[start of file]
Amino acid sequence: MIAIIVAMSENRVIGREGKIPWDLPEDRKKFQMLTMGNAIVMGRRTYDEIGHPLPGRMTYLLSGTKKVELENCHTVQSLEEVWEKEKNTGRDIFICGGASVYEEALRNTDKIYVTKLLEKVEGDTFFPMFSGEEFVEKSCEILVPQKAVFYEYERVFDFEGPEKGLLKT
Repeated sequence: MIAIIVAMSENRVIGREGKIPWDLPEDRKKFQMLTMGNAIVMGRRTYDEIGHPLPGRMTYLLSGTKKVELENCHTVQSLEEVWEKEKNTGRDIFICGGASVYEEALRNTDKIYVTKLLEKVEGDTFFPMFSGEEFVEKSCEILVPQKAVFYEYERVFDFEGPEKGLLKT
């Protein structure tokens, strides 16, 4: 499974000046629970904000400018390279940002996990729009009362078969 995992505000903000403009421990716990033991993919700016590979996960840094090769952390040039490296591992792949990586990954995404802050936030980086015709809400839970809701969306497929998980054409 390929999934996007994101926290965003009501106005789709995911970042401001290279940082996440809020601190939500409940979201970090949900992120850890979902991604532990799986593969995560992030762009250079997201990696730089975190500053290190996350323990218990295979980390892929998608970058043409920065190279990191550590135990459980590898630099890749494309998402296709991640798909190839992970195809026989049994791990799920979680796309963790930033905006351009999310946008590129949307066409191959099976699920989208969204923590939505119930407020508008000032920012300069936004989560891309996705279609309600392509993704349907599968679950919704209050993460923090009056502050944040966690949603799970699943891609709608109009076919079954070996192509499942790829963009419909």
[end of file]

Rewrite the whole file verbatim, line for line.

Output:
Amino acid sequence: MIAIIVAMSENRVIGREGKIPWDLPEDRKKFQMLTMGNAIVMGRRTYDEIGHPLPGRMTYLLSGTKKVELENCHTVQSLEEVWEKEKNTGRDIFICGGASVYEEALRNTDKIYVTKLLEKVEGDTFFPMFSGEEFVEKSCEILVPQKAVFYEYERVFDFEGPEKGLLKT
Repeated sequence: MIAIIVAMSENRVIGREGKIPWDLPEDRKKFQMLTMGNAIVMGRRTYDEIGHPLPGRMTYLLSGTKKVELENCHTVQSLEEVWEKEKNTGRDIFICGGASVYEEALRNTDKIYVTKLLEKVEGDTFFPMFSGEEFVEKSCEILVPQKAVFYEYERVFDFEGPEKGLLKT
């Protein structure tokens, strides 16, 4: 499974000046629970904000400018390279940002996990729009009362078969 995992505000903000403009421990716990033991993919700016590979996960840094090769952390040039490296591992792949990586990954995404802050936030980086015709809400839970809701969306497929998980054409 390929999934996007994101926290965003009501106005789709995911970042401001290279940082996440809020601190939500409940979201970090949900992120850890979902991604532990799986593969995560992030762009250079997201990696730089975190500053290190996350323990218990295979980390892929998608970058043409920065190279990191550590135990459980590898630099890749494309998402296709991640798909190839992970195809026989049994791990799920979680796309963790930033905006351009999310946008590129949307066409191959099976699920989208969204923590939505119930407020508008000032920012300069936004989560891309996705279609309600392509993704349907599968679950919704209050993460923090009056502050944040966690949603799970699943891609709608109009076919079954070996192509499942790829963009419909």